My creative process consists in building a rock-solid routine to be creative for hours every day, giving a structure, rhythm and purpose to my creations. Somehow I need to create a framework for inspiration and creative process and I’m always concerned about finding something very solid. A stunning design takes time and I put my creative work first (before reactive work) to stay focused.

Your designs vary in terms of item and function – what is the common thread (if any) among your designs?

My work ranges from consumer electronics to furniture and everything in between, I always try to approach design from an honest point of view. If you’re designing a product, it should highlight all of the reasons someone might want to buy it for instance – its usefulness, ergonomics, aesthetics and etc. rather than create an illusion of filling the role of something it doesn’t.

There are so many products out there that we always have to find an approach that gives a good reason to work on a new project, to develop something and to put it on the market; because it’s not anymore a question of need, it’s a question of what is the intention behind new products.  This is because new doesn’t necessarily mean better. It’s not a question of life, or surviving… very often it’s a question of market. With this point, I think we always have to answer these questions while developing a new product.

Your company states that you create “disruptive, brand-building products and experiences that connect emotionally with users” – could you please expand on this?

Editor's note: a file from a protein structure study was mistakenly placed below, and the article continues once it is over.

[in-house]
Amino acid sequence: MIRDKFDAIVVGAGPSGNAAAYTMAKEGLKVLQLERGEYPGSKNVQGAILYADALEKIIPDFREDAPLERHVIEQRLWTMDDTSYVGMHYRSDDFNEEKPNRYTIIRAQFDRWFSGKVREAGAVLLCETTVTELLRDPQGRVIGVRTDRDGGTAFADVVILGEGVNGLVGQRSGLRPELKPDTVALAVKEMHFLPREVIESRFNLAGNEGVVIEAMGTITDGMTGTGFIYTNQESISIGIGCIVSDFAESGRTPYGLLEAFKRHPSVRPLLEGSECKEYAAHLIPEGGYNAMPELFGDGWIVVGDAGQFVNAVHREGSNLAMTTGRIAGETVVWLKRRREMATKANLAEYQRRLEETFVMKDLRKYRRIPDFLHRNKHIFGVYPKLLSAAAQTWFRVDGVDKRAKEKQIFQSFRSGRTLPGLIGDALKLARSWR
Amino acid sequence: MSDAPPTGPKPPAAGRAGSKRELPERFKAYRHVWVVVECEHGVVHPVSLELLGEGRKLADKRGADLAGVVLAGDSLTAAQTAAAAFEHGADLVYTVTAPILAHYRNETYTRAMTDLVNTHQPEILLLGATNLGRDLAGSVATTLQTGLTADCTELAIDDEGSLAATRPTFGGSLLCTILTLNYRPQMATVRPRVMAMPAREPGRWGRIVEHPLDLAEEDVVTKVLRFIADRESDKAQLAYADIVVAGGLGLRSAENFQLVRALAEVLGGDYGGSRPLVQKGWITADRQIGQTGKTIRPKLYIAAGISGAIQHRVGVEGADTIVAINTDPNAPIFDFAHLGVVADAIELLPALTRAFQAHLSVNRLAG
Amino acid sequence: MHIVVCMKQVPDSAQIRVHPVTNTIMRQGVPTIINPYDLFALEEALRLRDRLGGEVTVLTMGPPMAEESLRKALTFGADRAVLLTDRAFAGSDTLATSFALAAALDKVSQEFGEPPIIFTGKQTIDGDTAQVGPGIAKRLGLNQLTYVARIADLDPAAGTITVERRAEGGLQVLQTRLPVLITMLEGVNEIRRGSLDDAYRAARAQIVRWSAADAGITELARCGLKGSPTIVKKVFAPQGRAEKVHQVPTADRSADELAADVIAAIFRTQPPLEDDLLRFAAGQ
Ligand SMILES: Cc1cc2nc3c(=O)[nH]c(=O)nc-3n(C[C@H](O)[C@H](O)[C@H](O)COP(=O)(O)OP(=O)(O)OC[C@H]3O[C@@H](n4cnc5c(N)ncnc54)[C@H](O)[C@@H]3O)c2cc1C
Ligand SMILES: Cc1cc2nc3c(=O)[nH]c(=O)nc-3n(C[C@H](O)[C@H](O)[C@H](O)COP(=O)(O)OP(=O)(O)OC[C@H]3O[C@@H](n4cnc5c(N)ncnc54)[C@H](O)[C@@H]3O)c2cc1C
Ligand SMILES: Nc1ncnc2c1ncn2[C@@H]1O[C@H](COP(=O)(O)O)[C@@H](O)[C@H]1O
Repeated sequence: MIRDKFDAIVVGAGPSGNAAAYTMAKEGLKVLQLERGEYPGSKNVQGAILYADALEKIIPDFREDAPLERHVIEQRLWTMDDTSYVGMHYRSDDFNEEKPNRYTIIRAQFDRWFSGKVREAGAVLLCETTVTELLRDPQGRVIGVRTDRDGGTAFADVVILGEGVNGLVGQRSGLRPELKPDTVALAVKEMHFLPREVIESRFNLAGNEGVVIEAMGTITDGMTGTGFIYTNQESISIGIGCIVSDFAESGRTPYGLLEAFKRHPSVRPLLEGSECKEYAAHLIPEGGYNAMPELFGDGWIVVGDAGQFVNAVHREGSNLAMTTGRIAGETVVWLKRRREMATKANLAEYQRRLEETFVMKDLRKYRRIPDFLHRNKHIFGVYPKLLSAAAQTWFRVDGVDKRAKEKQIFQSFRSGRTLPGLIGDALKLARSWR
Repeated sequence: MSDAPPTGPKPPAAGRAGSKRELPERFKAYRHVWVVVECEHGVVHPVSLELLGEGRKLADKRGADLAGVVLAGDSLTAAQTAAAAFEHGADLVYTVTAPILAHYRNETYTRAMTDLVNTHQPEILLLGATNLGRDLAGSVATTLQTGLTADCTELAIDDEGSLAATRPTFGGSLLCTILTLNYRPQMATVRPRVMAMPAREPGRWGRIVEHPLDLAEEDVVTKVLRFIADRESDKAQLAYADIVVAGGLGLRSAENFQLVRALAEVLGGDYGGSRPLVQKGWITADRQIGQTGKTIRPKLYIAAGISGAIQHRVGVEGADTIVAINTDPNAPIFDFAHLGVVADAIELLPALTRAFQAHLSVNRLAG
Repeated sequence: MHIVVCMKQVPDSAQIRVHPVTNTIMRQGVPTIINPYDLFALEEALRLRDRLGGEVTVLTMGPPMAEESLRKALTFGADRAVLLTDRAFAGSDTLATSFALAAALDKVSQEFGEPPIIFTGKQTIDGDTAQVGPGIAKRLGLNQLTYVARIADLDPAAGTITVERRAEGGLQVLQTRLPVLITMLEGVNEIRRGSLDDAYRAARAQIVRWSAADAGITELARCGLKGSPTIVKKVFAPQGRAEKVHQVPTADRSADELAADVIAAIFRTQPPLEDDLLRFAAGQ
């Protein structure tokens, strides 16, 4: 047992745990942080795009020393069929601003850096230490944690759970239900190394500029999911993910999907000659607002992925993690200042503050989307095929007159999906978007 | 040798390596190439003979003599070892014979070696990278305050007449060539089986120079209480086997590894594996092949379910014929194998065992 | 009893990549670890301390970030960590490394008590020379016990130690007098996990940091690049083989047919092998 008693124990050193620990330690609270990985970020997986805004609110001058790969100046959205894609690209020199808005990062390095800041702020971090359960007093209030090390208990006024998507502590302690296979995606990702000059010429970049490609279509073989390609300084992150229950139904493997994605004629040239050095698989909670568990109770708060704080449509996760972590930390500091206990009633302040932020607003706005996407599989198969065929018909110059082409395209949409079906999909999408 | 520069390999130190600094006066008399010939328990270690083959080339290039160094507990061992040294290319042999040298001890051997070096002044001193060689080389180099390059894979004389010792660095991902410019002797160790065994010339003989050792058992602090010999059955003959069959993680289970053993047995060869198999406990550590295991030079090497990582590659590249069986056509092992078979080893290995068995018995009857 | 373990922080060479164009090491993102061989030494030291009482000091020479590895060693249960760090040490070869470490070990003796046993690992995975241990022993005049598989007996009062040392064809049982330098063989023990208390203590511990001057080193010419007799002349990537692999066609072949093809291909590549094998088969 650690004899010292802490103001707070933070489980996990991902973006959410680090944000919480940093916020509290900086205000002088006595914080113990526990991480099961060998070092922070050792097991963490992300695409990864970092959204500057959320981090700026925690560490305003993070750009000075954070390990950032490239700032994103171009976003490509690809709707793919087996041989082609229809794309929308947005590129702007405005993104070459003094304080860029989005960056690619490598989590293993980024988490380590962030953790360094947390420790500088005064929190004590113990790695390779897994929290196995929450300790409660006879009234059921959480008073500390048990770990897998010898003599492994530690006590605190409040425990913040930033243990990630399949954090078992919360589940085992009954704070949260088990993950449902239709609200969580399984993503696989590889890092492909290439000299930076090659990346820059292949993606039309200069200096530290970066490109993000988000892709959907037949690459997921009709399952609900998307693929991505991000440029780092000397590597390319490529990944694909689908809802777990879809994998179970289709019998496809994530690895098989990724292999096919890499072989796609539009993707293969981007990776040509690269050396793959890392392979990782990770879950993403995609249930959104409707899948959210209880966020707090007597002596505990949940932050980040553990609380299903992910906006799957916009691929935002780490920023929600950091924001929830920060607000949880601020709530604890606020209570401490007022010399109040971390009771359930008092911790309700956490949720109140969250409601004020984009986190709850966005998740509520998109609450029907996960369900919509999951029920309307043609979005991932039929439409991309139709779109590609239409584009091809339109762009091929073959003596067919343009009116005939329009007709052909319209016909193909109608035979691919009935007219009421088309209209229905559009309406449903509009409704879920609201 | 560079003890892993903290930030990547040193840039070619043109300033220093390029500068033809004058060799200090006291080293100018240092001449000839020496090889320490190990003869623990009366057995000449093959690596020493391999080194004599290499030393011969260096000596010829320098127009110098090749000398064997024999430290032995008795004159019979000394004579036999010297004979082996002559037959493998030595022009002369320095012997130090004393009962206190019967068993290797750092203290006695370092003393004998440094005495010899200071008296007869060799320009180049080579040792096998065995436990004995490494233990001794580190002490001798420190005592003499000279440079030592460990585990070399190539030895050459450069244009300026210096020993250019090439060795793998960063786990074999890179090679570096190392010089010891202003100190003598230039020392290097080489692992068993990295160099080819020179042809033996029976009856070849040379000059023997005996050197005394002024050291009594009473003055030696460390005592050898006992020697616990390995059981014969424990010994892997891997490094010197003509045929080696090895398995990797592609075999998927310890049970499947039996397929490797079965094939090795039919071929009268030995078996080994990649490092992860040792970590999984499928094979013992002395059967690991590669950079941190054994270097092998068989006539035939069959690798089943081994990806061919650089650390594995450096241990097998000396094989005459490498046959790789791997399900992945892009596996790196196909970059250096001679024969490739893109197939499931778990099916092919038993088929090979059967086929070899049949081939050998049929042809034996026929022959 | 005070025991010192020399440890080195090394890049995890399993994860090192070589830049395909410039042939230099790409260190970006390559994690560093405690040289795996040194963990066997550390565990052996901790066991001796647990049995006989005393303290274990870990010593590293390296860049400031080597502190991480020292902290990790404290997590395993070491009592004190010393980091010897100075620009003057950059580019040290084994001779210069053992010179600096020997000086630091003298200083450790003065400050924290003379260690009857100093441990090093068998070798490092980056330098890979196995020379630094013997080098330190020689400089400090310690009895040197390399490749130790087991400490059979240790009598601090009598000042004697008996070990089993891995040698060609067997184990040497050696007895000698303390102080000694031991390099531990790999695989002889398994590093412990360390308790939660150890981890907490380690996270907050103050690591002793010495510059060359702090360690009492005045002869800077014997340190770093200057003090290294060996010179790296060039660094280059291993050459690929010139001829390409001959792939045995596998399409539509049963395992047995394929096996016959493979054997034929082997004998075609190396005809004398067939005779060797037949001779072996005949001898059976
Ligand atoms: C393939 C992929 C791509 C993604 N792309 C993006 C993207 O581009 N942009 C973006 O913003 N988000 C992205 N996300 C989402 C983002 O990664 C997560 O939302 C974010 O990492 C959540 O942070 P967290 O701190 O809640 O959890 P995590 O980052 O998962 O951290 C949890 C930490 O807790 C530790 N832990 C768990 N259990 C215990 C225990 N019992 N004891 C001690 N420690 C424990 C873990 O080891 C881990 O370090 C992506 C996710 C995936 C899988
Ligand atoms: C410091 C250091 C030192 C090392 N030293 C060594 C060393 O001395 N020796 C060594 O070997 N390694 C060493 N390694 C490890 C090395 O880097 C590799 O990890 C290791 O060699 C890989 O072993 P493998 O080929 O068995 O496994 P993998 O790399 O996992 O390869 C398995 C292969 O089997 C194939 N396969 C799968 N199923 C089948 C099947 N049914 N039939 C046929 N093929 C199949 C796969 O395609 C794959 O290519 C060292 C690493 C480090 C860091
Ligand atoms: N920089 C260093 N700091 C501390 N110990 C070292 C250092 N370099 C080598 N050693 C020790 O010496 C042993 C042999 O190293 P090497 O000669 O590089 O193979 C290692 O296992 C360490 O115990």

Nowadays, the design industry is “saturated”. Every designer seems to be designing the same thing that offers the same features. In order to stand out from the crowd, we must dare to be different, and not jump on the bandwagon. Everything we design should have meaning and create new value propositions for the brand and user. It should have personal meaning for the user, and it should either contribute to the economy and/or the world in a meaningful way. 

Artistically, philosophically, aesthetically and commercially, what do you think are the most important aspects of your design?

I think ‘problem solving’ is the most important aspect of design.  Design should somehow strike a strong emotional chord with the people that will use them.  The ability to think about the end product development, from design to manufacturing to marketing to distribution to inventory forecasts is extremely important.

Do you ever collaborate with other designers, and if yes, what criteria do you look for in collaborators?

Yes, quite a number of my projects have come through collaborations with other designers. I think it is important to stay in touch with others to keep you up to date. Since design is not as well-known as other fields, getting together with other designers gives you a chance to talk about design with others that share your passion.

Having an eye on the detail of how something is actually made and never being satisfied with the status quo are the important criteria. The best way to maintain quality in our work is to pay exceptional attention to detail in each project.

How do the awards you have already won for design affect your future aspirations and do these awards directly help you commercially?

Awards are a stimulant; they push us to welcome more creative sparks in our minds and they inspire us to create even better designs. The awards serve as a media platform which allows many people to know of our design. It also creates great exposure and helps communicate credibility to our clients.

How can people get updates about your design, hire you or purchase some of your work?